Normal for Norfolk, that’s me. Most school holidays the Cultural Wednesday family answer the siren call of the East and head home. One of our favourite things is meeting up with friends for a spot of crabbing in Wells-next-the-Sea on the North Norfolk coast.
Lunch came first, fine drizzle and one too many cold al fresco lunches on the North Norfolk coast with these friends drove us into the Crown Hotel for a swanky sit down lunch.
Fine dining completed it was time for the traditional pursuit of the East Anglian coast: crabbing. Does it happen elsewhere? All you need for this is: a bucket of sea water (and it must be sea water as the crabs will die in tap water); a long piece of string with a weight and a large safety pin on the end; a long-handled net; and of course some bait and the smellier the better. Fish heads, hearts or bacon are the traditional lures. Armed with your equipment you secure the bait onto the line with the safety pin, throw the line over the harbour edge and wait. On a good day crabs will soon bite.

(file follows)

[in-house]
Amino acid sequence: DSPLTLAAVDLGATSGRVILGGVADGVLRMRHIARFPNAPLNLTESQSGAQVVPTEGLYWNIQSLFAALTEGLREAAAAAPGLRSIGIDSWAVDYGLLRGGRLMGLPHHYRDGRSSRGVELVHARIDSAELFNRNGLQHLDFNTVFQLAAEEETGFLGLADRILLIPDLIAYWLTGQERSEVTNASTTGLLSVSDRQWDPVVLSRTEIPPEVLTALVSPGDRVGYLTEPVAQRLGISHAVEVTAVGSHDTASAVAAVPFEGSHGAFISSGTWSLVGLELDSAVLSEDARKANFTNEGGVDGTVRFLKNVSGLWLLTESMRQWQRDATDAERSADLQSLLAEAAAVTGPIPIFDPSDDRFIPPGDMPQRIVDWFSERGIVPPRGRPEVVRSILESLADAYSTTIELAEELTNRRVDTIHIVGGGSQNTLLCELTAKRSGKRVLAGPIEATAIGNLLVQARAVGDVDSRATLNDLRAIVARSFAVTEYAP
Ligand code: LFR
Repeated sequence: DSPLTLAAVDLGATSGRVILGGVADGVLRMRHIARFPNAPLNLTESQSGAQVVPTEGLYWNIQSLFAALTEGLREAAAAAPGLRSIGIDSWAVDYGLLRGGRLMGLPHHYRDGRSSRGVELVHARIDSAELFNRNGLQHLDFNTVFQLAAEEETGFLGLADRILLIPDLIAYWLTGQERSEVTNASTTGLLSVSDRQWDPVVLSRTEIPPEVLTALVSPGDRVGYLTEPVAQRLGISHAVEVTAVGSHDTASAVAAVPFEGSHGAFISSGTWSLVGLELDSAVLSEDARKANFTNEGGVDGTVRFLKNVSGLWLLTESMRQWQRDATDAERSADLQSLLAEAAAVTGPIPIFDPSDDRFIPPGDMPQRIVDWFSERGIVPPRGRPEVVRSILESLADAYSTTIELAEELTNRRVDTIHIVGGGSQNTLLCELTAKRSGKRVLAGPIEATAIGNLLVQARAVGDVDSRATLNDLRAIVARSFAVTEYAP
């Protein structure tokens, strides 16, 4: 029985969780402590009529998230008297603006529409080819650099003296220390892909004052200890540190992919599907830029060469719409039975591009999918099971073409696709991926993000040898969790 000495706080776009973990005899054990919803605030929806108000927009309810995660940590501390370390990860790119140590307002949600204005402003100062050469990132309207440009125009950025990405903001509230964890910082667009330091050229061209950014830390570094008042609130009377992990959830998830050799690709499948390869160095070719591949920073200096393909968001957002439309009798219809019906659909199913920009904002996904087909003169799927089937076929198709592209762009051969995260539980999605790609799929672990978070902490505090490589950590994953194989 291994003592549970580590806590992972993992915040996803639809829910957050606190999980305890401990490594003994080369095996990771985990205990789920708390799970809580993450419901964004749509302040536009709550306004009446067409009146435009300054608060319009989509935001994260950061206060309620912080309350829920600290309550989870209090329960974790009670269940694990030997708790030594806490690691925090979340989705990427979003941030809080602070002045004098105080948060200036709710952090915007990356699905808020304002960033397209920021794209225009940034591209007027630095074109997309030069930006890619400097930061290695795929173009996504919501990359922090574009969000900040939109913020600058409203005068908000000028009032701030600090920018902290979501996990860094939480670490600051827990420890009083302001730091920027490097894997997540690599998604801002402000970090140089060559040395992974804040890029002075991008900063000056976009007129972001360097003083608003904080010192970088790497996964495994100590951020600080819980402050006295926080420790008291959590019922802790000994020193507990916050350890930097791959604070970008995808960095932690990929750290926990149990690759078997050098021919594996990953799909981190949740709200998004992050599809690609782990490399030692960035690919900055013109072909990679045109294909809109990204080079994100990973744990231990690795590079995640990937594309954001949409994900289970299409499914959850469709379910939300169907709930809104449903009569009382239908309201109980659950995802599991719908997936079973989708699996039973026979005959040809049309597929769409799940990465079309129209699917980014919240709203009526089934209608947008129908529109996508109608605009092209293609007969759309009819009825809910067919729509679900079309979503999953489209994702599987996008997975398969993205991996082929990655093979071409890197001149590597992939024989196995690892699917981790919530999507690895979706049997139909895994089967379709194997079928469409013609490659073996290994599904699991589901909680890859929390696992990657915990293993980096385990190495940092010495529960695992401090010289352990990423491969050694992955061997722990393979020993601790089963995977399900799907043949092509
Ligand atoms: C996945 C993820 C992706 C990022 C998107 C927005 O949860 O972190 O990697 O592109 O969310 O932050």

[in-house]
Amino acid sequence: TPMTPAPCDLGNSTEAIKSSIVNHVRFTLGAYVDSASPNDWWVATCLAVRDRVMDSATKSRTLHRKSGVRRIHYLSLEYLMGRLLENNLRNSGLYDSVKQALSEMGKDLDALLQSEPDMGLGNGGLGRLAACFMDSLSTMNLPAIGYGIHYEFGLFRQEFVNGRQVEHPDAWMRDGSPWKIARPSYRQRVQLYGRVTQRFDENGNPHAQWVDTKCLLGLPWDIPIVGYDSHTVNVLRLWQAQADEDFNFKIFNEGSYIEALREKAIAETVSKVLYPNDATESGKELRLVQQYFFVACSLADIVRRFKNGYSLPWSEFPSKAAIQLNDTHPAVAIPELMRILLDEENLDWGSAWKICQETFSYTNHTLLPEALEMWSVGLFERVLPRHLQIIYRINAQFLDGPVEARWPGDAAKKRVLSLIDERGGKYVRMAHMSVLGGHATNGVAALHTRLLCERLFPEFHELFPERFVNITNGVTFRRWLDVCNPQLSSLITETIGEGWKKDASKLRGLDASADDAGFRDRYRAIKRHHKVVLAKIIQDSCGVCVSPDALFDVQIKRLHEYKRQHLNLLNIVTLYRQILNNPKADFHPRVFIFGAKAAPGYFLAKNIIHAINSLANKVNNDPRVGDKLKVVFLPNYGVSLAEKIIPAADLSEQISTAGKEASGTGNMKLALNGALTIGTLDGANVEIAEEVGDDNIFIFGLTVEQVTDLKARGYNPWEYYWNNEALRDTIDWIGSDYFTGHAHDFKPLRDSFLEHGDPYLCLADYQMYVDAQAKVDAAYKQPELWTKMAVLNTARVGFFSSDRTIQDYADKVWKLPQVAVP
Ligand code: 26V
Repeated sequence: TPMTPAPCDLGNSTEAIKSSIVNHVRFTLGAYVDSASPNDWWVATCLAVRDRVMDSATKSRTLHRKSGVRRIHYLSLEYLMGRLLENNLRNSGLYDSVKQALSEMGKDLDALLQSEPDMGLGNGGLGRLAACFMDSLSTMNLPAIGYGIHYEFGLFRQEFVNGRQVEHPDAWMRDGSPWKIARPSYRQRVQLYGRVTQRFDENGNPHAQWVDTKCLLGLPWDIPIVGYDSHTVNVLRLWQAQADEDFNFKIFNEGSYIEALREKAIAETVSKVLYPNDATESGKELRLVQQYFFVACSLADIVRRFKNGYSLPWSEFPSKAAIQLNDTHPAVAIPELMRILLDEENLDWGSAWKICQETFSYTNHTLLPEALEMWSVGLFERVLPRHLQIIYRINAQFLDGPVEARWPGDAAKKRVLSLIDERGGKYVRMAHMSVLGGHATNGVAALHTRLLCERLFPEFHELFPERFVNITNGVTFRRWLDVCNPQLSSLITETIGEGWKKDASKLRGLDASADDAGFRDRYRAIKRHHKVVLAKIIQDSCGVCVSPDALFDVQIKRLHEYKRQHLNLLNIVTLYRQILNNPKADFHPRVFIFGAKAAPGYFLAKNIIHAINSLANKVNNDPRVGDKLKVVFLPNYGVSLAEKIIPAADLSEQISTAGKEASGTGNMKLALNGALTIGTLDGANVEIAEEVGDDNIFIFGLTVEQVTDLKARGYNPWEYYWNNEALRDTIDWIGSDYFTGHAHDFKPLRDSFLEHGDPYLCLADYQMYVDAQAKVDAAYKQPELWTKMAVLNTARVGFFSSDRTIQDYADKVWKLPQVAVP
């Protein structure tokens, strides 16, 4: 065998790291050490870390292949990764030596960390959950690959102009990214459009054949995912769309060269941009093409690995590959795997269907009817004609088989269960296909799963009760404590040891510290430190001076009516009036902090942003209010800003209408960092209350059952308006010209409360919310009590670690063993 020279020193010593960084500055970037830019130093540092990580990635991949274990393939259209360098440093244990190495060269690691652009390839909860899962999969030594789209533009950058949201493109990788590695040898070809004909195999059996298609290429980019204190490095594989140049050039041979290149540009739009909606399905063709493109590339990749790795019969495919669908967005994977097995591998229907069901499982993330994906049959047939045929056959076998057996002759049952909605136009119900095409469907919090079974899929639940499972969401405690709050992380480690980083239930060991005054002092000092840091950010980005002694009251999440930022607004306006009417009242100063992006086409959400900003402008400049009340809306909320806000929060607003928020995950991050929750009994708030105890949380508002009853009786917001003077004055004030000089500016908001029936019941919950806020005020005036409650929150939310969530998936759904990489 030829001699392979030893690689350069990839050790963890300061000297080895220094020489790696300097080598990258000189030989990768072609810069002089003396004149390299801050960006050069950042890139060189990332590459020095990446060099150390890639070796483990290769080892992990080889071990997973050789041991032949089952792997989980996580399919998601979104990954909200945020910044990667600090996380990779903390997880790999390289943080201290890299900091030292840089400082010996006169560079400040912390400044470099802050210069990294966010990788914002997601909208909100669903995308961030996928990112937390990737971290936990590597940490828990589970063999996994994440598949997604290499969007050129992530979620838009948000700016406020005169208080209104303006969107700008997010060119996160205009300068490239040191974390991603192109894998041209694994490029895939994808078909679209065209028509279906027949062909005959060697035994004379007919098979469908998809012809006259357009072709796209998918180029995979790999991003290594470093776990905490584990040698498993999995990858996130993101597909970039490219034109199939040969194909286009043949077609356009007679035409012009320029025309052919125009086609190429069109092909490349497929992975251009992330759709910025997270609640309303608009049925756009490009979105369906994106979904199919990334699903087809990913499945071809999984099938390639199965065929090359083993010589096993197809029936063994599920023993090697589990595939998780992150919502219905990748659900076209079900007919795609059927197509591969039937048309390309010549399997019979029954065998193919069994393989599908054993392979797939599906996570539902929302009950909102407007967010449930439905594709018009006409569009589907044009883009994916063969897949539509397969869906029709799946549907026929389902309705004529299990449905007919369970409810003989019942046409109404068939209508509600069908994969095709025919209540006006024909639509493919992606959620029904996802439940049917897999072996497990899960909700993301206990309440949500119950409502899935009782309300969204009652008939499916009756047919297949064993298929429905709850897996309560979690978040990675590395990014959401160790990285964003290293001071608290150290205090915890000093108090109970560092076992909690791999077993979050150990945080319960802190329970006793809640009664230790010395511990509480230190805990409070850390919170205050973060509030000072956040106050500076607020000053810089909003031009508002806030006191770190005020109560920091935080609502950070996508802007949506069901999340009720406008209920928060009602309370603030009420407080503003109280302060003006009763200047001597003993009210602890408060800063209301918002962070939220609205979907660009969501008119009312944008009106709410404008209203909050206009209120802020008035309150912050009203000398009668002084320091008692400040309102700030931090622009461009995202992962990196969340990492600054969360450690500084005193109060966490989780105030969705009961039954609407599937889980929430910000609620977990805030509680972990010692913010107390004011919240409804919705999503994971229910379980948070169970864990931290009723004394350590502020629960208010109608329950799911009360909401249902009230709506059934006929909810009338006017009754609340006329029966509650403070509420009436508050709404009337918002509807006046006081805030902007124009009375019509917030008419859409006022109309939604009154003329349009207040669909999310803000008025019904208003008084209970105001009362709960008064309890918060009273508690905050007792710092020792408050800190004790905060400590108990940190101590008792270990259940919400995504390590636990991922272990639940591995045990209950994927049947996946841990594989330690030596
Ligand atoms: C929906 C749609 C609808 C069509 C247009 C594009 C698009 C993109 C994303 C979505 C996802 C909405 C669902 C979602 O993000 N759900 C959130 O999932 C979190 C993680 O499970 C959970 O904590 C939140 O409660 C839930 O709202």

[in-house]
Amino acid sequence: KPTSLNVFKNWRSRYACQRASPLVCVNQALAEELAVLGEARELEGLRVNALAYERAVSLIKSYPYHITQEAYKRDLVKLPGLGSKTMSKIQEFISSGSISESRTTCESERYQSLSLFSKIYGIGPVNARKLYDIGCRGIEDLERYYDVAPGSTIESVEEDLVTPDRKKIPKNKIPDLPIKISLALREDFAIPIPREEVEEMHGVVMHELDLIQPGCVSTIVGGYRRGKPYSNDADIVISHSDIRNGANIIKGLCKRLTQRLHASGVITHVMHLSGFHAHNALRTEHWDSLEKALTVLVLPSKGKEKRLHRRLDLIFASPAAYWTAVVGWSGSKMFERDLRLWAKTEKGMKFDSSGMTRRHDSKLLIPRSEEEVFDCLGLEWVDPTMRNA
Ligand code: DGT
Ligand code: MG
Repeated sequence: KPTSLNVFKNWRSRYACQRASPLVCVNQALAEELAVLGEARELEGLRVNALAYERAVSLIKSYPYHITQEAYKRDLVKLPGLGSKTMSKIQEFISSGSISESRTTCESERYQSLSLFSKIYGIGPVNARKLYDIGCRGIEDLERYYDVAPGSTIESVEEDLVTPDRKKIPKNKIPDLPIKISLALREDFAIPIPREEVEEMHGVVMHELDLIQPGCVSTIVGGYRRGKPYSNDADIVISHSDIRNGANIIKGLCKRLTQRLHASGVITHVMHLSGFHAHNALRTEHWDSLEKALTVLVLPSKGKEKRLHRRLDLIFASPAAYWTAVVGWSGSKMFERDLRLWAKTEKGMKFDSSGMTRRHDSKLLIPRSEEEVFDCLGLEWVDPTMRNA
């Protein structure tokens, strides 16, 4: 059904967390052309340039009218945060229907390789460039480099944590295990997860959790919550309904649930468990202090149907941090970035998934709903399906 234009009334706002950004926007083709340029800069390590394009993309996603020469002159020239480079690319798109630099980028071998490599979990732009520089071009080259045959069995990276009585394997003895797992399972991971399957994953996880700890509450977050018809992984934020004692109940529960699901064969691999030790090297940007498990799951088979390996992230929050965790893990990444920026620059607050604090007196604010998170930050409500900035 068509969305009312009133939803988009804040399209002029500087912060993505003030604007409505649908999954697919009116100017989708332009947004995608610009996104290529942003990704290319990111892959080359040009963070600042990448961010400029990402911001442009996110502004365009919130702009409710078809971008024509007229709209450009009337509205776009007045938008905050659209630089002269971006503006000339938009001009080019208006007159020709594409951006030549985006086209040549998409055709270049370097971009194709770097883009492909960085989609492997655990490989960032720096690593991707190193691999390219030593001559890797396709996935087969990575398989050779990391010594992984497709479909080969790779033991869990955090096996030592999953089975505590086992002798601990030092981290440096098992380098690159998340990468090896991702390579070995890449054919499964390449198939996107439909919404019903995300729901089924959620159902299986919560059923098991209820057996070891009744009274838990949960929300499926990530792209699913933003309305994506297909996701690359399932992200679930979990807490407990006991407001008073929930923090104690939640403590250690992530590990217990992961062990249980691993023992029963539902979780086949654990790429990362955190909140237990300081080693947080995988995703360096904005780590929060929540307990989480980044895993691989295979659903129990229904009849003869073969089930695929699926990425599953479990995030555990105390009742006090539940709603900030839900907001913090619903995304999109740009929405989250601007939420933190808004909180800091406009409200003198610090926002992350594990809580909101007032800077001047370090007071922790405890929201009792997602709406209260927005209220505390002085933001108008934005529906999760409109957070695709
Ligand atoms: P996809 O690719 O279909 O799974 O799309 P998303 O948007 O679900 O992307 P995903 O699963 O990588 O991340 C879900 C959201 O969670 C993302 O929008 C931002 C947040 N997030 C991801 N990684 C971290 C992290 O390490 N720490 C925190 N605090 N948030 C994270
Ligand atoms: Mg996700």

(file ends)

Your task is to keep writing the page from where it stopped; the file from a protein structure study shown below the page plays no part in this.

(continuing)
This is the traditional moment for the Ladies of the party to either sit down and soak up a few rays or on a cold day head for the many purveyors of stripy jumpers available on the High Street. Our search for the perfect stripy jumper proved fruitless on this occasion, so we headed back to the hunters hoping that they had had more luck. We found four cold children, two Dad’s and no crabs. Still there’s always next time and maybe a change of venue. Blakeney and Warbleswick have never been known not to yield up at least one crab.
Our visit to Wells-next-the-Sea was a day trip this time but in the past we have stayed in the Youth Hostel and found it to be a fine place for a family seaside break.